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Split-second of evolutionary cellular change could have led to mammals, suggests new hypothesis

Split-second of evolutionary cellular change could have led to mammals
Polyploidization precedes the final maturation steps during megakaryocyte differentiation. Schematic diagram illustrating megakaryocyte differentiation. Megakaryocyte progenitors (MK-P) originating from an hematopoietic stem cell (HSC) proliferate through normal mitotic divisions until they start to become highly polyploid through a series of aborted cell divisions, or endomitoses, to produce megakaryoblasts. Note that the first tetraploid megakaryoblast contains two nuclei because we propose that it most likely originates via cytokinesis failure (see text for details). After polyploidization, the megakaryoblasts mature into megakaryocytes by increasing their cytoplasm through enhanced protein synthesis and by producing specific granules (gray dots) and a demarcation membrane system (DMS, in red). Credit: Journal of Cell Science (2022). DOI: 10.1242/jcs.260286

A newly-published hypothesis, led by a UCL researcher, suggests a momentary leap in a single species on a single day millions of years ago might ultimately have led to the arrival of mammals—and therefore humans.

Published in the Journal of Cell Science, Professor John Martin (UCL Division of Medicine) thinks a single genetic molecular event (inheritable epigenetic change) in an egg-laying animal may have resulted in the first formation of blood platelets, approximately 220 million years ago.

In mammals and humans, platelets are responsible for blood clotting and wound healing, so play a significant role in our defense response. Unlike our other , they don't have nuclei—so are unique to mammals, since other classes of animal such as reptiles and birds have blood clotting cells with nuclei.

Our platelets are formed from megakaryocytes that mature in the bone marrow. When these megakaryocytes are released into the blood stream and reach the very high-pressure vessels the lungs, they "burst" apart, each cell releasing thousands of platelets inside the bloodstream.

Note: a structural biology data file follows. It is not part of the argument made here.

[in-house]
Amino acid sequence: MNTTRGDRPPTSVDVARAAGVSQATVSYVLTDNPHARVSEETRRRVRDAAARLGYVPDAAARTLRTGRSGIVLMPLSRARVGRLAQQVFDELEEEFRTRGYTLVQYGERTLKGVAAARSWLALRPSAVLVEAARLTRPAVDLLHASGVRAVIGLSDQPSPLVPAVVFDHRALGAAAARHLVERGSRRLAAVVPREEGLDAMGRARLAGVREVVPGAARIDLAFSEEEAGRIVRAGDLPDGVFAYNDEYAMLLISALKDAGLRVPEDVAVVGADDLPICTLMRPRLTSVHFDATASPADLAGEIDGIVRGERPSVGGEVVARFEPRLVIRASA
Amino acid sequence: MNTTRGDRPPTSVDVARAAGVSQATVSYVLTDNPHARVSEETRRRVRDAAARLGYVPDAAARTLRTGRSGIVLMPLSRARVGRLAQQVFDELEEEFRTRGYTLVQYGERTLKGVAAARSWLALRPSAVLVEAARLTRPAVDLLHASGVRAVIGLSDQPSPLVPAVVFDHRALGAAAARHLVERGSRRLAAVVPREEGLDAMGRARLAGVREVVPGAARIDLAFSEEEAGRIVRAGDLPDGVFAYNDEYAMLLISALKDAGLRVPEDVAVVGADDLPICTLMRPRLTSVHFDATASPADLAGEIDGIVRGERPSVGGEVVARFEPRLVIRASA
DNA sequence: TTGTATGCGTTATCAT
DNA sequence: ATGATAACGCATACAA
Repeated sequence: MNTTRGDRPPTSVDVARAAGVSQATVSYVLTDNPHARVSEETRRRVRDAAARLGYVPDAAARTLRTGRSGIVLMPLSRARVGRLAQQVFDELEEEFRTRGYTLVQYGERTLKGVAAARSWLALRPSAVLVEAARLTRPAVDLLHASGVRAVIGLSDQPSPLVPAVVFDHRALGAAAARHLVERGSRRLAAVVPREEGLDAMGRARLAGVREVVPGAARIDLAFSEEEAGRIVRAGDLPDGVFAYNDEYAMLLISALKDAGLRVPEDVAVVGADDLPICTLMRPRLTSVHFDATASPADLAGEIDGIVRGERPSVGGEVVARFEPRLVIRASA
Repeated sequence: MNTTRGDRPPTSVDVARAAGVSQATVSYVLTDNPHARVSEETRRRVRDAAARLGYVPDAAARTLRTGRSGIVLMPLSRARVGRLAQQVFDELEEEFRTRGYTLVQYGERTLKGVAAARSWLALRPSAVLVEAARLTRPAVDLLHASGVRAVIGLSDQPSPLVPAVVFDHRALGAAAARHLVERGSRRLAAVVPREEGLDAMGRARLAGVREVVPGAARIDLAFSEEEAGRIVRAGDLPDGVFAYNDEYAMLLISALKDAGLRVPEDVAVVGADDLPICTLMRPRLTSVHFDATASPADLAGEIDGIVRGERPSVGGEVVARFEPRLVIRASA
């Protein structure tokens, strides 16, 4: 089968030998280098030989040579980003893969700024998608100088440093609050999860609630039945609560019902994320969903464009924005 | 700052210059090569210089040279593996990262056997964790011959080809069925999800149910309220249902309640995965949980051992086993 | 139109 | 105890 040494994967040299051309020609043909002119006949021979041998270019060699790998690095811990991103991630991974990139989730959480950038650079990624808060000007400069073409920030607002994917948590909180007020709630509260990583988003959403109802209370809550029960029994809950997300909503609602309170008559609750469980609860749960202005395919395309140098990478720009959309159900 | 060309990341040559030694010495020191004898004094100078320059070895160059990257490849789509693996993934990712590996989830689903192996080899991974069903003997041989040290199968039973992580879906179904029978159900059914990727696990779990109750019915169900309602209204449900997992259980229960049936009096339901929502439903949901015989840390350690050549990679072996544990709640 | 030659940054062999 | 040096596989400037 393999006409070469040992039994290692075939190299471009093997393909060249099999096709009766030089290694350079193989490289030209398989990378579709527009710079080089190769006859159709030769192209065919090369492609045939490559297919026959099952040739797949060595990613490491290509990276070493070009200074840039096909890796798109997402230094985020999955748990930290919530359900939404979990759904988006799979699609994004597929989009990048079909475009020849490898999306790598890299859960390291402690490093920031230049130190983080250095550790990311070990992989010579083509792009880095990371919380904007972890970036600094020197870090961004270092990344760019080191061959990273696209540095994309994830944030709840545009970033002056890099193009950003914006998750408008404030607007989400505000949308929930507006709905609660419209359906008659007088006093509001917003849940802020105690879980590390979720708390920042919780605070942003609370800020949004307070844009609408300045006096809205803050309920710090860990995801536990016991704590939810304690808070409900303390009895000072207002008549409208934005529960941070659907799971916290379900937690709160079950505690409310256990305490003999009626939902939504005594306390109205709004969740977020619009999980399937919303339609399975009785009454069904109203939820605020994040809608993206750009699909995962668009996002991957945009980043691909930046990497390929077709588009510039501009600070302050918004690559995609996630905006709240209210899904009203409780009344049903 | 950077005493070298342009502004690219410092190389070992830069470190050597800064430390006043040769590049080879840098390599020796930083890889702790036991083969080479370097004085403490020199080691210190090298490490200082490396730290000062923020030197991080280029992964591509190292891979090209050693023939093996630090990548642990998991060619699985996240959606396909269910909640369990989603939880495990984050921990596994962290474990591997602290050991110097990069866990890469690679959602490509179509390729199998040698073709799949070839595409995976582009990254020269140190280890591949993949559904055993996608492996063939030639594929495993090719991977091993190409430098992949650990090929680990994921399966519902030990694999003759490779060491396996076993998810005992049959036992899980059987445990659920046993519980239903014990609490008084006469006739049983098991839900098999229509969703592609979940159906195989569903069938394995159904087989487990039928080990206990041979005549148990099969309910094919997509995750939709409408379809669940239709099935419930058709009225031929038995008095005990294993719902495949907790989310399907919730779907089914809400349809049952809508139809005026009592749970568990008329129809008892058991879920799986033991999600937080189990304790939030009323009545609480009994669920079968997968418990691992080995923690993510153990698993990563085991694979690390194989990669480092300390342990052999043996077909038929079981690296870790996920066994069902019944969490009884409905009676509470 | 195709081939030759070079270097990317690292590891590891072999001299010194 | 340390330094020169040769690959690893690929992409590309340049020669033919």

The researchers suggest that millions of years ago a mammalian ancestor—possibly an animal related to the duck-billed platypus—underwent the very first formation of platelets, thanks to a sudden genetic change in the nucleus of its cells that meant normal cell division did not take place causing the cells to increase in size.

If so, those much larger cells might then have been forced to burst inside the first capillaries they met in the animal's , releasing their cytoplasmic fragments. These fragments proved to be more efficient at stopping bleeding, so if this genetic change was inheritable, it would have given its offspring a major advantage through natural selection. An animal with this epigenetic change could stem bleeding from fighting or wounds much better than its competitors, and so live longer.

Professor Martin, Professor of Cardiovascular Medicine at UCL, says, "Because of the uniqueness of platelets, it is reasonable to suggest that a unique event led to their origin. This was a radical, internal evolution occurring in a single animal, on a single day, 220 million years ago, and was then reinforced by natural selection."

Professor Martin and his colleague Professor Paolo D'Avino (University of Cambridge) then suggest that this single cellular rapid change ultimately led to the development, over 120 million of years, to the placenta, allowing the fetus to be retained inside the mother for longer-term development and thus allowing evolution to achieve . The ability to clot wounds is an essential element of live birth by means of a placenta, since the placenta splits from the mother's uterus during the birth process. The female would not survive birth and therefore not be able to suckle her offspring if she were unable to stem the bleeding.

In their paper, Professors Martin and D'Avino propose experiments that would support their hypothesis, including in vitro and in animal models.

"Without this single critical epigenetic change, we suggest mammals would never have evolved, and therefore human beings would not be around today," says Professor Martin. "With this research, we've laid down a marker based on the available evidence—and we're suggesting these experiments that will either support or help to refute our hypothesis."

More information: John F. Martin et al, A theory of rapid evolutionary change explaining the de novo appearance of megakaryocytes and platelets in mammals, Journal of Cell Science (2022). DOI: 10.1242/jcs.260286

Journal information: Journal of Cell Science

Citation: Split-second of evolutionary cellular change could have led to mammals, suggests new hypothesis (2023, January 23) retrieved 6 December 2023 from
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